When the Kinect first launched back in November it took the hacking community mere hours to develop unofficial PC drivers and start toying with numerous alternative uses for the device, showing off stuff like Minority Report-style interfaces and holographic video chat. Microsoft was not amused at first but quickly came to realize that Kinect hacking was a good thing and promised not to take legal action against those who use it for more than just basic gaming.

Now the company is taking it a step further announcing plans to release an official Kinect software development kit this spring. According to Microsoft, it's part of their research wing's strategy to embrace developers and make it "easier for academic research and enthusiast communities to create even richer experiences using Kinect technology." The first SDK version is slated for late June and is being offered only to volunteers willing to give their programs away for free.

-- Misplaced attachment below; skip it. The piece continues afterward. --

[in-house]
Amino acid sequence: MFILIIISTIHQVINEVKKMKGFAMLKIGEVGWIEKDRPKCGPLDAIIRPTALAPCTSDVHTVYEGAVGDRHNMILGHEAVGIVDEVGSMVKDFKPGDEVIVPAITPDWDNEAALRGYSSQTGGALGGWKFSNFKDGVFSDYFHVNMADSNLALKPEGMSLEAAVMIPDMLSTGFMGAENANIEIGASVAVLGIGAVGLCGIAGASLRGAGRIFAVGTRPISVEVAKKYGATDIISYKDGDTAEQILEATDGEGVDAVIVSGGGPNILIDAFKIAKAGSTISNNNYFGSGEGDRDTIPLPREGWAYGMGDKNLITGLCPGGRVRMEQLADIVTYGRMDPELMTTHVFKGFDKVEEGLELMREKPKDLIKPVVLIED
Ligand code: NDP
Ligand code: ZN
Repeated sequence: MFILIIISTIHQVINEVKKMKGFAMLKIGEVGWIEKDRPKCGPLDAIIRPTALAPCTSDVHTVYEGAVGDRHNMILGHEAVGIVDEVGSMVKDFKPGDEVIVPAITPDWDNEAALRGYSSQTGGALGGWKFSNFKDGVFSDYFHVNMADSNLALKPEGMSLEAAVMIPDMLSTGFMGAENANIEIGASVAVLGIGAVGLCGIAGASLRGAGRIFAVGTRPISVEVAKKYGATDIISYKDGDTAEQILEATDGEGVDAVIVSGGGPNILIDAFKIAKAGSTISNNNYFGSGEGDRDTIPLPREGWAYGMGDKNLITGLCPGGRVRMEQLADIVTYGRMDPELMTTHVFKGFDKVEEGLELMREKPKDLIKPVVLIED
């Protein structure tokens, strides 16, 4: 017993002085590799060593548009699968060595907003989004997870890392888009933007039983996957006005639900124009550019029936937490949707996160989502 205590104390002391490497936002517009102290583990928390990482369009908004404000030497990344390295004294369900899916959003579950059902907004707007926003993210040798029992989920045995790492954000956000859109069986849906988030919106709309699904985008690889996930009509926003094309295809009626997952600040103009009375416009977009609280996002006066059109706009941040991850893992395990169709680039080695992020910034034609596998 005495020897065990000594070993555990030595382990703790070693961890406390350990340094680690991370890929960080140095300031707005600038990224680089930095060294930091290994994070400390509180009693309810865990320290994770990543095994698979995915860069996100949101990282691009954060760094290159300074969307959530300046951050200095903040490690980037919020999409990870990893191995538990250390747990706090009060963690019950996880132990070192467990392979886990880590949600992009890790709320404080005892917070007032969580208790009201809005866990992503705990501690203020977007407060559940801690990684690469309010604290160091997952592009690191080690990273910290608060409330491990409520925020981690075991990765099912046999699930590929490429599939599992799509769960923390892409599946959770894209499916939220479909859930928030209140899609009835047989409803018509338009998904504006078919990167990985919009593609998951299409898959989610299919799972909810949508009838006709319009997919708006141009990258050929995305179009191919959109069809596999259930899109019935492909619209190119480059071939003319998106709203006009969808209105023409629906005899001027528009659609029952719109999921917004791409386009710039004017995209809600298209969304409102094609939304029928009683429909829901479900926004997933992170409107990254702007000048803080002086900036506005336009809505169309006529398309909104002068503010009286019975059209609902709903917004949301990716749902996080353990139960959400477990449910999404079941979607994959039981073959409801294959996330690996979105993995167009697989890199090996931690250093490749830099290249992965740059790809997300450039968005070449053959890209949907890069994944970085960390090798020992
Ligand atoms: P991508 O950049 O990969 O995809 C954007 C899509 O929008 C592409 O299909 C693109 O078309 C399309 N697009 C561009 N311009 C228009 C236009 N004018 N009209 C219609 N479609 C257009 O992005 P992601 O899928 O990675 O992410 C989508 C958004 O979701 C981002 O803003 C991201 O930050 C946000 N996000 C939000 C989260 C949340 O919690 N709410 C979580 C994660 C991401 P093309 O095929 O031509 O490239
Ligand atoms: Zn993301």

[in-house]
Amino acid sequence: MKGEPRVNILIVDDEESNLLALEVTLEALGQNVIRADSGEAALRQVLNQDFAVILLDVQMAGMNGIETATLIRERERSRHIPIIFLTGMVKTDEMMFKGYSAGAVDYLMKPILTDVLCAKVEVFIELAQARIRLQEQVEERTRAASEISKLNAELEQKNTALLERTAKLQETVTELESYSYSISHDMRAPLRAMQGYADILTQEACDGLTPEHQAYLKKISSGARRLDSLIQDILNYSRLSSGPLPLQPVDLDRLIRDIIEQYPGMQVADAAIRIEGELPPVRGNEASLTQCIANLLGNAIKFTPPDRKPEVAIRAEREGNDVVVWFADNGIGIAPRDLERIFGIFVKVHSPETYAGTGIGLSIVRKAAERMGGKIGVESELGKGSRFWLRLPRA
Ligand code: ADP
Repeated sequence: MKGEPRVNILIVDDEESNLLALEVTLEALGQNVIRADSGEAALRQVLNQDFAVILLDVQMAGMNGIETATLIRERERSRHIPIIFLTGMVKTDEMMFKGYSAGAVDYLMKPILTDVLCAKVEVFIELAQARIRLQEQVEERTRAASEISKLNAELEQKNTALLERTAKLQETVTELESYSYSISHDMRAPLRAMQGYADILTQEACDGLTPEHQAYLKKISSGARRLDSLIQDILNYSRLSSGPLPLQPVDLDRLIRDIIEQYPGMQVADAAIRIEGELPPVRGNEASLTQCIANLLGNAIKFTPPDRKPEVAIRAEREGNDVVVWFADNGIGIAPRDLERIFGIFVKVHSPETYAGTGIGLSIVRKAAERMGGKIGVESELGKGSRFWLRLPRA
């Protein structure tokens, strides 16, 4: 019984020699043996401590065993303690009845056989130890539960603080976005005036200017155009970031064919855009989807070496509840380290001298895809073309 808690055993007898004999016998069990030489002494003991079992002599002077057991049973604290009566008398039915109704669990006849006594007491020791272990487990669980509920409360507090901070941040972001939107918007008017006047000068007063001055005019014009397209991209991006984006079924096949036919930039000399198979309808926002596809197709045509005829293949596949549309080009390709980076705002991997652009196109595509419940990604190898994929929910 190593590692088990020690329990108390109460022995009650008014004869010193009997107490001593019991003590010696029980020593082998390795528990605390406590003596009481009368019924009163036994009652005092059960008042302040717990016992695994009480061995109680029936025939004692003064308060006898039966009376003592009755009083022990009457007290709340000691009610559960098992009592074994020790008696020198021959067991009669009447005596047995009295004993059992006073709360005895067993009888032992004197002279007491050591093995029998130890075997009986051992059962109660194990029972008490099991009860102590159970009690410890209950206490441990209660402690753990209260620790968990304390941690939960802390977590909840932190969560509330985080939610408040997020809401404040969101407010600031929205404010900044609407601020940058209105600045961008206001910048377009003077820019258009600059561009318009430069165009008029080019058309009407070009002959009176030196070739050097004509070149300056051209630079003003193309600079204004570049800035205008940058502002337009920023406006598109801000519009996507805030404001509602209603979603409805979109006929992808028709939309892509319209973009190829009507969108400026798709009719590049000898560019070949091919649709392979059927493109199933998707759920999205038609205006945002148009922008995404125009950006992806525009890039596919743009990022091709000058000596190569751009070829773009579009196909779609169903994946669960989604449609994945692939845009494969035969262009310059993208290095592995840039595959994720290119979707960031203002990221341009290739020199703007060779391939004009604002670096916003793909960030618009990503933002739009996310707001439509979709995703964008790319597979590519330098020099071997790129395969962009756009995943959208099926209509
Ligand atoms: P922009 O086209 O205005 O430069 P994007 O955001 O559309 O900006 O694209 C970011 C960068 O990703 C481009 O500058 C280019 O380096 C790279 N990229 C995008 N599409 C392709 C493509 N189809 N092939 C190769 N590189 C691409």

This non-commercial "starter version" SDK will give users access to Kinect system information such as audio, system application-programming interfaces, and direct control of the Kinect sensor. Microsoft says it plans to release a commercial version later for people who want to sell their apps but declined to provide a time frame.

It's interesting to see Microsoft courting hackers and independent developers at the same time as Sony is suing them in court, though in all fairness the implications of releasing the PS3 root key into the wild were quite different.